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At the intersection of art and science, The Anthropocene Project is a multidisciplinary endeavour combining film, photography, virtual and augmented reality to investigate human influence on the state, dynamic, and future of the Earth.
“Our ambition is for the work to be revelatory, not accusatory, as we examine human influence on the Earth both on a planetary scale and in geological time. The shifting of consciousness is the beginning of change.”
- Jennifer Baichwal, Nicholas de Pencier and Edward Burtynsky
A cinematic meditation on humanity’s massive reengineering of the planet, ANTHROPOCENE: The Human Epoch is a four years in the making feature documentary film from the multiple- award winning team of Jennifer Baichwal, Nicholas de Pencier, and Edward Burtynsky. From concrete seawalls in China that now cover 60% of the mainland coast, to the biggest terrestrial machines ever built in Germany, to psychedelic potash mines in Russia’s Ural Mountains, to metal festivals in the closed city of Norilsk, to the devastated Great Barrier Reef in Australia and surreal lithium evaporation ponds in the Atacama desert, the filmmakers have traversed the globe using high-end production values and state of the art camera techniques to document the evidence and experience of human planetary domination. Third in a trilogy that includes Manufactured Landscapes (2006) and Watermark (2013), ANTHROPOCENE: The Human Epoch witnesses a critical moment in geological history — bringing a provocative and unforgettable experience of our species’ breadth and impact.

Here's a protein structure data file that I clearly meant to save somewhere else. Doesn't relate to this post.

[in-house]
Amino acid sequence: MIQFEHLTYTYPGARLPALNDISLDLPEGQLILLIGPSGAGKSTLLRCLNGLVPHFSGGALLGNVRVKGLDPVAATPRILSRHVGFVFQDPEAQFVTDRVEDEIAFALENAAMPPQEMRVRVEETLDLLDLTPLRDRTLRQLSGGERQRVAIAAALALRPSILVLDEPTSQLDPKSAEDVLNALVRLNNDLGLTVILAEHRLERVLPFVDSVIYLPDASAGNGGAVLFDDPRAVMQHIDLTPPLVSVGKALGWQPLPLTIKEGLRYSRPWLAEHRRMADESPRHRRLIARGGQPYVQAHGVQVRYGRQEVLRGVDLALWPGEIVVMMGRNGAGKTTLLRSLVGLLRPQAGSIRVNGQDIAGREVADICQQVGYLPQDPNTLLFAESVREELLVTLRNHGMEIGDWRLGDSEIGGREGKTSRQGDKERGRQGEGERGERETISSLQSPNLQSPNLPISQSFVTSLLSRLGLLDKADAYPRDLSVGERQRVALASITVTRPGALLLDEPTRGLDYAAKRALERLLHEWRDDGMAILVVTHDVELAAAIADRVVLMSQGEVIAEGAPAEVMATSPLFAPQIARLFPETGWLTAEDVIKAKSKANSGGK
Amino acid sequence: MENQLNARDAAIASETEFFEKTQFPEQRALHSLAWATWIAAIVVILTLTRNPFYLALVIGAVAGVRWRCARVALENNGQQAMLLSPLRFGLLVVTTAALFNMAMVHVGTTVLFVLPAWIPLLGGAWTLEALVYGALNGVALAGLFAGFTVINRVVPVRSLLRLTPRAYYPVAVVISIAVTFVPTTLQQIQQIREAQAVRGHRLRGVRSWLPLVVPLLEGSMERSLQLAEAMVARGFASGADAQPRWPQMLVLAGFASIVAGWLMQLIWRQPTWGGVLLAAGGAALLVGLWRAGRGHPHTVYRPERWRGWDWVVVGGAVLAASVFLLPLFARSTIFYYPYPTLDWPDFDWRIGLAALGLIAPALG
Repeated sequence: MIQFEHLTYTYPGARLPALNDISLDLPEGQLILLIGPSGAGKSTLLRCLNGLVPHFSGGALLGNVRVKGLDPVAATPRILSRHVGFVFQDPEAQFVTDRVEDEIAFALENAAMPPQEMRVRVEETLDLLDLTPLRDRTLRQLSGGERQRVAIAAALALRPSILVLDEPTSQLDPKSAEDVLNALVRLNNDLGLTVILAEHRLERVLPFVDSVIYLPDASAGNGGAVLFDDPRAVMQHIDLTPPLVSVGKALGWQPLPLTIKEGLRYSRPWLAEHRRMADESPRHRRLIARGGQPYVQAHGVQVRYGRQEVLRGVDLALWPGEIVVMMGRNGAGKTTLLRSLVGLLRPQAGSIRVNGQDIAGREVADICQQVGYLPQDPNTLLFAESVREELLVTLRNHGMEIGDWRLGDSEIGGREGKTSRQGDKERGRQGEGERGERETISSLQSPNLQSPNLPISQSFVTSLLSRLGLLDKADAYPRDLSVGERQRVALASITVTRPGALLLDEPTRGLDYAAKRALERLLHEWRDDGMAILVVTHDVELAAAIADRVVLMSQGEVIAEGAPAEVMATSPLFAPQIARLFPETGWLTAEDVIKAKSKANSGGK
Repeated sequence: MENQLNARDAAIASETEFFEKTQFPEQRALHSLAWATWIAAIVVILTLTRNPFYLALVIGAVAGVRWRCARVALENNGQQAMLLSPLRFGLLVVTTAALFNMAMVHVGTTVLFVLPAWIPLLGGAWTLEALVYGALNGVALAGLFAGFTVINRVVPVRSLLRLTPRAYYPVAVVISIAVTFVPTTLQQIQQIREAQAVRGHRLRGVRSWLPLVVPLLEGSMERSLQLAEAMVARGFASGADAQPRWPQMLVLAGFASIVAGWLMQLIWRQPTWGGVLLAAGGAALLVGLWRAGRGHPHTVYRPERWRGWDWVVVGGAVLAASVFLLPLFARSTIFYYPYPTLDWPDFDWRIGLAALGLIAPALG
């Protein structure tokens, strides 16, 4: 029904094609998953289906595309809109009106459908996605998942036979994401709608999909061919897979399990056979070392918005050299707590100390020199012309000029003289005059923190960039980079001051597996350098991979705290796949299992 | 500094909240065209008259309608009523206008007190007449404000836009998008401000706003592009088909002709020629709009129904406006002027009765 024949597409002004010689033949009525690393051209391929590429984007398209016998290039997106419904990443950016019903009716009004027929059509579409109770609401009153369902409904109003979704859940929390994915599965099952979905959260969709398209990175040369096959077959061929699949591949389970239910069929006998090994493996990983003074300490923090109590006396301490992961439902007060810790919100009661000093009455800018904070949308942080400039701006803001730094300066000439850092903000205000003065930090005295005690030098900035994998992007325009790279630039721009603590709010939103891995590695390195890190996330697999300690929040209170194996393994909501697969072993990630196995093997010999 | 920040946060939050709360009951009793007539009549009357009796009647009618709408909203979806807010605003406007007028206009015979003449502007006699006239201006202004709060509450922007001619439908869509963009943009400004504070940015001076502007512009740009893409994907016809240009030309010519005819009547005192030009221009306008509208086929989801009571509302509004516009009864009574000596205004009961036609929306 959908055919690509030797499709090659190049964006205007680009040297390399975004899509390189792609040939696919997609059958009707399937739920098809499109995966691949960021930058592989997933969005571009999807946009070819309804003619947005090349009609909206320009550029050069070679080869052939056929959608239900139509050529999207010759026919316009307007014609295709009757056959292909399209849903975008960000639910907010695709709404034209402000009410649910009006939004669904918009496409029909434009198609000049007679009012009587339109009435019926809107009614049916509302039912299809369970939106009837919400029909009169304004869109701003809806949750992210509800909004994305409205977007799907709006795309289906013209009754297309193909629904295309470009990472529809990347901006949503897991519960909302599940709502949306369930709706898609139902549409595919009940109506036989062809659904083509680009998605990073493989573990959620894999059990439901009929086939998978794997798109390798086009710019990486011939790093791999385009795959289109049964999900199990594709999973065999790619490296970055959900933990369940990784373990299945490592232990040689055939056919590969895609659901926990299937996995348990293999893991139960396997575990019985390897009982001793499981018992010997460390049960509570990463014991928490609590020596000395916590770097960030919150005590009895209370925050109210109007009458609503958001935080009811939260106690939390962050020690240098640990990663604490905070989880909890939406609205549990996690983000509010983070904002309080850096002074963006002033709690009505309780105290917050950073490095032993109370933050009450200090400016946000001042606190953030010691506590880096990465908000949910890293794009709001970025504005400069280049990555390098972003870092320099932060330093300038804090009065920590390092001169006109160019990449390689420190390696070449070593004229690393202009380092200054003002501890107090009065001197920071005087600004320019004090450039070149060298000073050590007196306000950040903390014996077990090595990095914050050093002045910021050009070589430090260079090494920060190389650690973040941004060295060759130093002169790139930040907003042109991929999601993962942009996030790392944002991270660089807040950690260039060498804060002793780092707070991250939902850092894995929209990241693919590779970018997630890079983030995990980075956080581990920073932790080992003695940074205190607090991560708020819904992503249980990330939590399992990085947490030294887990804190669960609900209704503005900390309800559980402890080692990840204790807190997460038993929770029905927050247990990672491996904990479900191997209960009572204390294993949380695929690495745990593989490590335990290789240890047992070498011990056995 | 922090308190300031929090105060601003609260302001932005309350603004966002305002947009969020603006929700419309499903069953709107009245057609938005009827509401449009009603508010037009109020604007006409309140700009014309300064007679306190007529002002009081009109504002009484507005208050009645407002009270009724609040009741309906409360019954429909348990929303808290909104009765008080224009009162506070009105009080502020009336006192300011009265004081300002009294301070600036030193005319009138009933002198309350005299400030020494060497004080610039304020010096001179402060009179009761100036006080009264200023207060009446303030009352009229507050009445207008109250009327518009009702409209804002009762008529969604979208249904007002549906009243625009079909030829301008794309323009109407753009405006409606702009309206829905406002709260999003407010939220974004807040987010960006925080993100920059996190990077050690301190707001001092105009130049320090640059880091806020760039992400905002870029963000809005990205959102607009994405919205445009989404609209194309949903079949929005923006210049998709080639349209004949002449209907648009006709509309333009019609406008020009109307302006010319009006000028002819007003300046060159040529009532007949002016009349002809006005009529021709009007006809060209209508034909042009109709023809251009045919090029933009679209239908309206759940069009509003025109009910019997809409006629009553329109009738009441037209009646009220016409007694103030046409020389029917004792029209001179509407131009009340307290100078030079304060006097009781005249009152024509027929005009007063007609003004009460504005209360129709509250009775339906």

Jennifer Baichwal and Nick de Pencier, the founders of Mercury Films Inc., have been making award winning, critically acclaimed documentaries and films for two decades. Their subjects are eclectic, skewed to art and philosophy, and try to extend formal boundaries without being inaccessible. firstname.lastname@example.org
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